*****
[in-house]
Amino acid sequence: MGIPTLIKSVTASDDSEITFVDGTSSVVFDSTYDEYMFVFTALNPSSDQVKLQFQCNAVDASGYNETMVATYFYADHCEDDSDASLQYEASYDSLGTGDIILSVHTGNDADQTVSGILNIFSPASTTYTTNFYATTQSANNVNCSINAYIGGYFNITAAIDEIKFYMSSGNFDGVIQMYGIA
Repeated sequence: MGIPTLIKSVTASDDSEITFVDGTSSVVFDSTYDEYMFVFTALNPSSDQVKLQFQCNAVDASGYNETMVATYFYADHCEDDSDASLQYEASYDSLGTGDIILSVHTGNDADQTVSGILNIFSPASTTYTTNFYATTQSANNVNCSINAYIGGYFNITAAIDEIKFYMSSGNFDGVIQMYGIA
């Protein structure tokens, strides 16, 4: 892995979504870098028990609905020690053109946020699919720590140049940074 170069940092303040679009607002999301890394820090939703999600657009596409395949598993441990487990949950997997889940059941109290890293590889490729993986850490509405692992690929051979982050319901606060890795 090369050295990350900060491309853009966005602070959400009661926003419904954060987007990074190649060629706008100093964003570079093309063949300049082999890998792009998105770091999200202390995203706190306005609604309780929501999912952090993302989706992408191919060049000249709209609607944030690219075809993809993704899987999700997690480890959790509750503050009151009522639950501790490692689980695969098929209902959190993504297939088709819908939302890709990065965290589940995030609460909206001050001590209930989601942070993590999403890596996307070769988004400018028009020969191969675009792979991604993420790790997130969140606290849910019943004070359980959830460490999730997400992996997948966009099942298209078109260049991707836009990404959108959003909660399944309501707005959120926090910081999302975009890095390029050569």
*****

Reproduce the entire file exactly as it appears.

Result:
[in-house]
Amino acid sequence: MGIPTLIKSVTASDDSEITFVDGTSSVVFDSTYDEYMFVFTALNPSSDQVKLQFQCNAVDASGYNETMVATYFYADHCEDDSDASLQYEASYDSLGTGDIILSVHTGNDADQTVSGILNIFSPASTTYTTNFYATTQSANNVNCSINAYIGGYFNITAAIDEIKFYMSSGNFDGVIQMYGIA
Repeated sequence: MGIPTLIKSVTASDDSEITFVDGTSSVVFDSTYDEYMFVFTALNPSSDQVKLQFQCNAVDASGYNETMVATYFYADHCEDDSDASLQYEASYDSLGTGDIILSVHTGNDADQTVSGILNIFSPASTTYTTNFYATTQSANNVNCSINAYIGGYFNITAAIDEIKFYMSSGNFDGVIQMYGIA
């Protein structure tokens, strides 16, 4: 892995979504870098028990609905020690053109946020699919720590140049940074 170069940092303040679009607002999301890394820090939703999600657009596409395949598993441990487990949950997997889940059941109290890293590889490729993986850490509405692992690929051979982050319901606060890795 090369050295990350900060491309853009966005602070959400009661926003419904954060987007990074190649060629706008100093964003570079093309063949300049082999890998792009998105770091999200202390995203706190306005609604309780929501999912952090993302989706992408191919060049000249709209609607944030690219075809993809993704899987999700997690480890959790509750503050009151009522639950501790490692689980695969098929209902959190993504297939088709819908939302890709990065965290589940995030609460909206001050001590209930989601942070993590999403890596996307070769988004400018028009020969191969675009792979991604993420790790997130969140606290849910019943004070359980959830460490999730997400992996997948966009099942298209078109260049991707836009990404959108959003909660399944309501707005959120926090910081999302975009890095390029050569």